• Start the discussion with the most intuitive motions and add variations as needed; i.e. try natural hand close for “hand close” and if they have poor perception of hand close but good perception of one specific finger (for example), try practicing the use of that finger perception for “hand close.” In another example, if wrist rotation is difficult to perceive, discuss the feeling of adding thumb or pinky finger ab/adduction to accentuate rotation.
  • Focus on motions that are distinct and repeatable.
  • Take considerable time with this process.
  • Be patient and listen.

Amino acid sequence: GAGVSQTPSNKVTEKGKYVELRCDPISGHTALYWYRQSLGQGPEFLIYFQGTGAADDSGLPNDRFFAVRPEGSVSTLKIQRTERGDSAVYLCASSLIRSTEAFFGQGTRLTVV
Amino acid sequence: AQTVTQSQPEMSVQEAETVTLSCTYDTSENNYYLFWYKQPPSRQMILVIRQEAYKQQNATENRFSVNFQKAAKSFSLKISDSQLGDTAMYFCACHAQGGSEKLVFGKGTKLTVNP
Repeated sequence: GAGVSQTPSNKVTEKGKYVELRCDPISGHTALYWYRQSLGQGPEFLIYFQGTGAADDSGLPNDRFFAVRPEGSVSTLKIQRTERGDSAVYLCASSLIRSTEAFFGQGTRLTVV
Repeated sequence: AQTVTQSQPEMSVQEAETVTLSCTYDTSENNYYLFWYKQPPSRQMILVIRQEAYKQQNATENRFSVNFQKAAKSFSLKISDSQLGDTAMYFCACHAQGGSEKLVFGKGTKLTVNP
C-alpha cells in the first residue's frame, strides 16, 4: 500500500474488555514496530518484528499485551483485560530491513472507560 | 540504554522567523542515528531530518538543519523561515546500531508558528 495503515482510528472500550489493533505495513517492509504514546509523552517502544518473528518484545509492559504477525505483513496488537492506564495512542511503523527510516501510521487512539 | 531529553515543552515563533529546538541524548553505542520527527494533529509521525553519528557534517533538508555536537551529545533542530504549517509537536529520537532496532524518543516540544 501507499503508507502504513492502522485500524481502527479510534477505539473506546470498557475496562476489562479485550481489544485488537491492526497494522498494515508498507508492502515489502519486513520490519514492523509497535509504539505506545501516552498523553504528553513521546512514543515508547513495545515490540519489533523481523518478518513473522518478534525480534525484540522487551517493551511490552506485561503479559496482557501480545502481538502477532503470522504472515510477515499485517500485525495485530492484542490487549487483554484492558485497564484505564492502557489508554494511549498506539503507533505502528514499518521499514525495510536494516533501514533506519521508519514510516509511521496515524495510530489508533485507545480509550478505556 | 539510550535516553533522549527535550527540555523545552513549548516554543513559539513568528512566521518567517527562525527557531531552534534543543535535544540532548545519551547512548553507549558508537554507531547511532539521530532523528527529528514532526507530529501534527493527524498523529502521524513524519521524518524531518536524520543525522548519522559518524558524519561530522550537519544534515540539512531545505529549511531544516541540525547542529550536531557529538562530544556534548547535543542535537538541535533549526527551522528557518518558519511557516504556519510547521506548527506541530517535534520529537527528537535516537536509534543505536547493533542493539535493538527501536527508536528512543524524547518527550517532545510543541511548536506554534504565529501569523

• Perform this discussion in a relaxed environment.
  • Develop a common vocabulary for specific motions.

Step 2: Determine where there is underlying muscle tissue on the residual limb.

Palpation isn’t what it used to be. For single- or dual-site, conventional myoelectric control electrode planning, you may have been used to feeling for strong, isolated contractions using your fingertips. Forget that. For pattern recognition go all in. Use all of your hands to feel as much of their residual limb as possible, at once. Hold on and feel while you repeat and continue the discussion from Step 1.

Why do you want to do this? The continued discussion helps to further discover their intuitive motion plans while, at the same time, lets you feel for the general and global areas of underlying muscle tissue. Remember, pattern recognition doesn’t always require strong and isolated sites, it wants to get info from lots of muscle areas—even the areas that may seem weak and hardly perceptible.